Star Wars: Episode 7 - The Force Awakens


Reviewed by: Angus Wolfe Murray

Star Wars Episode VII: The Force Awakens
"The action sequences are where the money went and can be quite spectacular"

Starting with the positive. Disney, new owners of the Star Wars franchise, should be congratulated on putting together such a formidable marketing campaign. The Force Awakens has broken every pre-sales/opening weekend record. Bravo the backroom boys!

What about the product?

Copy picture

The plot is simplistic and difficult to follow. A contradiction in terms? The planet - what planet? - is ruled by Nazi-U-Likes who have no sense of humour and zero social lives. Somewhere in the outer otherworld is The Resistance, headed by Granny Leia (Carrie Fisher), that doesn't make its move until near the end by which time you have experienced every shape and form of explosion known to CGI.

Luke Skywalker (Mark Hamill) is the last Jedi alive. His presence could spark a rebellion amongst the downtrodden masses, not that we meet many of them. But where is he? The film is a search (for Luke) and a chase.

The leading players are not previously known to SW aficionados. Finn (John Boyega) is a brainwashed squaddie in a white onesie who decides for reasons unknown to throw away his kit and go AWOL. Rey (Daisy Ridley) is a scavenger, related to tinkers no doubt, who gets caught up in this where's Luke thing and goes with the flow.

Finn is a solid enough bloke without being particularly interesting. Rey is feisty, almost sexy, surprisingly adept at anything mechanical as well as being able to pilot a space ship without lessons.

The action sequences are where the money went and can be quite spectacular. The arc of the story incorporates the incredible and the confusing as its landscapes morph between desert and forest and lush green lake shores and snow in the twitch of an eyeball.

The characters lack depth and back stories. In place of a towering menace, such as Darth Vader, there are three black masked commanders and a weird Supreme Leader, glimpsed in semi-darkness, resembling an Egyptian sand ghost.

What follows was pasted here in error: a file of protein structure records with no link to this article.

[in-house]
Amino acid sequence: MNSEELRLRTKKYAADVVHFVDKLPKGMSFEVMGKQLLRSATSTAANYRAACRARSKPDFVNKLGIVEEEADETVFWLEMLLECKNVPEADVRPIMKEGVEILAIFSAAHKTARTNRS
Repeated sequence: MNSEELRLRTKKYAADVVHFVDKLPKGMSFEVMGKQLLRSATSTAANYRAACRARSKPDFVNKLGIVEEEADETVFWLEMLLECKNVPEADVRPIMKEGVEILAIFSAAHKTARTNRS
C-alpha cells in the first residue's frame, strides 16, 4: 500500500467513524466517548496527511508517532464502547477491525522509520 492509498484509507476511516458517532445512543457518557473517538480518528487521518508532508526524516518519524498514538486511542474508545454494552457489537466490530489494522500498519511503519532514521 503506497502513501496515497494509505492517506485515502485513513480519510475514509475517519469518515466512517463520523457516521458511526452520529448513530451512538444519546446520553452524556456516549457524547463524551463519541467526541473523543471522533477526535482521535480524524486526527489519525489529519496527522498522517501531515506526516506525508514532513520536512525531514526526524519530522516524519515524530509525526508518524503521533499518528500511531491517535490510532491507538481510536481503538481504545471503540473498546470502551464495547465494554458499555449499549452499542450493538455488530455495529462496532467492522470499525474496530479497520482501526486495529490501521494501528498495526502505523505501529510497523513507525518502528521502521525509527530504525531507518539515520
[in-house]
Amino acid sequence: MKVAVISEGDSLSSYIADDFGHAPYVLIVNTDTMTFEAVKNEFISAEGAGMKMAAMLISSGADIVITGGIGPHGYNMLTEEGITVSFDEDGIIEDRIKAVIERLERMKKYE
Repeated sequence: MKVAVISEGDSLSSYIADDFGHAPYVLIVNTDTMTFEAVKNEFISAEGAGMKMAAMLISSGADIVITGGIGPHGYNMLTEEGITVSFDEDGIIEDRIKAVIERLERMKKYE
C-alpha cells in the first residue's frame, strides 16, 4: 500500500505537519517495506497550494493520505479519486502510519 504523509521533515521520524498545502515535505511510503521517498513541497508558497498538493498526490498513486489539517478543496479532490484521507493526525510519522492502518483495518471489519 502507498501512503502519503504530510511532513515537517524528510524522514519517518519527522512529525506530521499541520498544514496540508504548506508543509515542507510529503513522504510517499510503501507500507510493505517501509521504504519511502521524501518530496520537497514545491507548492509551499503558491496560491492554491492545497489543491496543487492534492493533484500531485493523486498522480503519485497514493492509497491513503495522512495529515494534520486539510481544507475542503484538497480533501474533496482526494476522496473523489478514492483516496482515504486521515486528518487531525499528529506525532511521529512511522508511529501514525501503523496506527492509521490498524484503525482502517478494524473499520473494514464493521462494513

Excitement runs dry because you don't care enough. Finn and Rey are minor figures given too much to do, involving running like mad before a bomb goes off, or getting lost in a cavernous space centre, outnumbered by storm troopers with automatic weapons.

The violence is acceptable because after a while it becomes irrelevant. Rey is the girl and girls escape - that's allowed - and Finn is black which makes him special, according to the PC Bible.

Suddenly, over half way in, Han Solo (Harrison Ford) and Chewbacca pop up out of nowhere and things improve. The old charm hasn't left him and that's what is needed now, a light touch, some screen saved charisma and a hero with retro style, still wearing that battered leather jacket.

The only moment of genuine emotion, excluding Han's reunion with Leia, is when he faces their son who has gone over to the dark side. Otherwise the bang-bang-crash-crash content excludes tender moments, although Rey and Finn have an understanding that touches the further reaches of a sentimental core that remains mostly hidden.

J J Abrams, the creative tsar behind this George Lucas free SW continuum, has thrown the kitchen sink at his visuals, forgetting that character development matters. Although Battlestar Galactica is twice as tense, The Force Awakens resurrects Han Solo and, for a moment, bathes its seventh outing in a soft nostalgic light.

What about?



Oh, yes.... Next time.

Reviewed on: 19 Dec 2015
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Star Wars: Episode 7 - The Force Awakens packshot
A long, long time ago, in a galaxy far, far away, a new threat has emerged and new heroes must arise to save the day.
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Read more Star Wars: Episode 7 - The Force Awakens reviews:

Andrew Robertson ****1/2

Director: JJ Abrams

Writer: Lawrence Kasdan, JJ Abrams, Michael Arndt

Starring: Harrison Ford, Daisy Ridley, John Boyega, Oscar Isaac, Carrie Fisher, Adam Driver, Peter Mayhew, Domhnall Gleeson, Mark Hamill, Andy Serkis, Gwendoline Christie

Year: 2015

Runtime: 135 minutes

BBFC: 12A - Adult Supervision

Country: US


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